ME 342D: MEMS Fabrication/Projects
Emphasis is on process planning, in process testing, nanofabrication training, exposure to MEMS industry applications. Prerequisite:
ENGR 341
Terms: not given this year

Units: 13

Grading: Letter or Credit/No Credit
ME 345: Fatigue Design and Analysis
The mechanism and occurrences of fatigue in service. Methods for predicting fatigue life and for protecting against premature fatigue failure. Use of elastic stress and inelastic strain analyses to predict crack initiation life. Use of linear elastic fracture mechanics to predict crack propagation life. Effects of stress concentrations, manufacturing processes, load sequence, irregular loading, multiaxial loading. Subject is treated from the viewpoints of the engineer seeking uptodate methods of life prediction and the researcher interested in improving understanding of fatigue behavior. Prerequisite: undergraduate mechanics of materials.
Terms: Win

Units: 3

Grading: Letter (ABCD/NP)
Instructors:
Nelson, D. (PI)
ME 346A: Introduction to Statistical Mechanics
The main purpose of this course is to provide students with enough statistical mechanics background to the Molecular Simulations classes (
ME 346B,C), including the fundamental concepts such as ensemble, entropy, and free energy, etc. The main theme of this course is how the laws at the macroscale (thermodynamics) can be obtained by analyzing the spontaneous fluctuations at the microscale (dynamics of molecules). Topics include thermodynamics, probability theory, information entropy, statistical ensembles, phase transition and phase equilibrium. Recommended:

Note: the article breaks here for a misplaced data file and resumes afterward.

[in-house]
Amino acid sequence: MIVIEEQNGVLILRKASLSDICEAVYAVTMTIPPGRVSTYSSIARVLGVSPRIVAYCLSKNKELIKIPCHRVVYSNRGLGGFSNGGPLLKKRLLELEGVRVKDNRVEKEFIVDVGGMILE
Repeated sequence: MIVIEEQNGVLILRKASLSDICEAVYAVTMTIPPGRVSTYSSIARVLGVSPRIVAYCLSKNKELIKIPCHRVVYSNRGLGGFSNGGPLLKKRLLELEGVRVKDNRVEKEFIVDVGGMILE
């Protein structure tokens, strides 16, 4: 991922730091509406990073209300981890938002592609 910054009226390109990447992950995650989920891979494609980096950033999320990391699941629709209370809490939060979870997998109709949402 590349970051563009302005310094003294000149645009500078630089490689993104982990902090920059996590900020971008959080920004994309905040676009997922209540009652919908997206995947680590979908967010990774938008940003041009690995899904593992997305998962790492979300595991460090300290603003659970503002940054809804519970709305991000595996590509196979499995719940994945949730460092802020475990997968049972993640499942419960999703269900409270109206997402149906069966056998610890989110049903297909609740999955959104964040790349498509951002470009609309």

PHYSICS 110 or equivalent.
Terms: not given this year

Units: 3

Grading: Letter or Credit/No Credit
ME 346B: Introduction to Molecular Simulations
Algorithms of molecular simulations and underlying theories. Molecular dynamics, time integrators, modeling thermodynamic ensembles (NPT, NVT), free energy, constraints. Monte Carlo simulations, parallel tempering. Stochastic equations, Langevin and Brownian dynamics. Applications in solids, liquids, and biomolecules (proteins). Programming in Matlab.
Terms: not given this year

Units: 3

Grading: Letter or Credit/No Credit
ME 346C: Advanced Techniques for Molecular Simulations
Advanced methods for computer simulations of solids and molecules. Methods for longrange force calculation, including Ewald methods and fast multipole method. Methods for free energy calculation, such as thermodynamic integration. Methods for predicting rates of rare events (e.g. nucleation), including nudged elastic band method and umbrella sampling method. Students will work on projects in teams.
Terms: not given this year

Units: 3

Grading: Letter (ABCD/NP)
ME 347: Mathematical Theory of Dislocations
The mathematical theory of straight and curvilinear dislocations in linear elastic solids. Stress fields, energies, and PeachKoehler forces associated with these line imperfections. Anisotropic effects, Green's function methods, and the geometrical techniques of Brown and IndenbornOrlov for computing dislocation fields and for studying dislocation interactions. Continuously distributed dislocations and cracks and inclusions.